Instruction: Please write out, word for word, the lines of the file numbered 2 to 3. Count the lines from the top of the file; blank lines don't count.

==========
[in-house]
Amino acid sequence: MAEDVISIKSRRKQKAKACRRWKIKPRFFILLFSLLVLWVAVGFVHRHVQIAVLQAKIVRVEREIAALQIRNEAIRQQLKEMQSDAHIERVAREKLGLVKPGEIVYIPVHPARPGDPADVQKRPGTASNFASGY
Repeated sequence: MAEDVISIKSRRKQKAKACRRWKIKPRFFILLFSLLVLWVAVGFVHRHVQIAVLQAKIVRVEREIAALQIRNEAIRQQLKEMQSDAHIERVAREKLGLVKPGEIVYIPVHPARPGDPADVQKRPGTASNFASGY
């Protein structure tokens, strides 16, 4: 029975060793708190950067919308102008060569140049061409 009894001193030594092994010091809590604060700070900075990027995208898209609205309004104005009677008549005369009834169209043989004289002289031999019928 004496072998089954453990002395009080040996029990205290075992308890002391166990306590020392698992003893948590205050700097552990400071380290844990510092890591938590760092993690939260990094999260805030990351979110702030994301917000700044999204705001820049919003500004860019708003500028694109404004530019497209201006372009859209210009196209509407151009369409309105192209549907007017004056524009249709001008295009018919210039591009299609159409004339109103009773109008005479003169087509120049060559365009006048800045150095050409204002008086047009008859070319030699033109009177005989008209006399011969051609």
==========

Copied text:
Amino acid sequence: MAEDVISIKSRRKQKAKACRRWKIKPRFFILLFSLLVLWVAVGFVHRHVQIAVLQAKIVRVEREIAALQIRNEAIRQQLKEMQSDAHIERVAREKLGLVKPGEIVYIPVHPARPGDPADVQKRPGTASNFASGY
Repeated sequence: MAEDVISIKSRRKQKAKACRRWKIKPRFFILLFSLLVLWVAVGFVHRHVQIAVLQAKIVRVEREIAALQIRNEAIRQQLKEMQSDAHIERVAREKLGLVKPGEIVYIPVHPARPGDPADVQKRPGTASNFASGY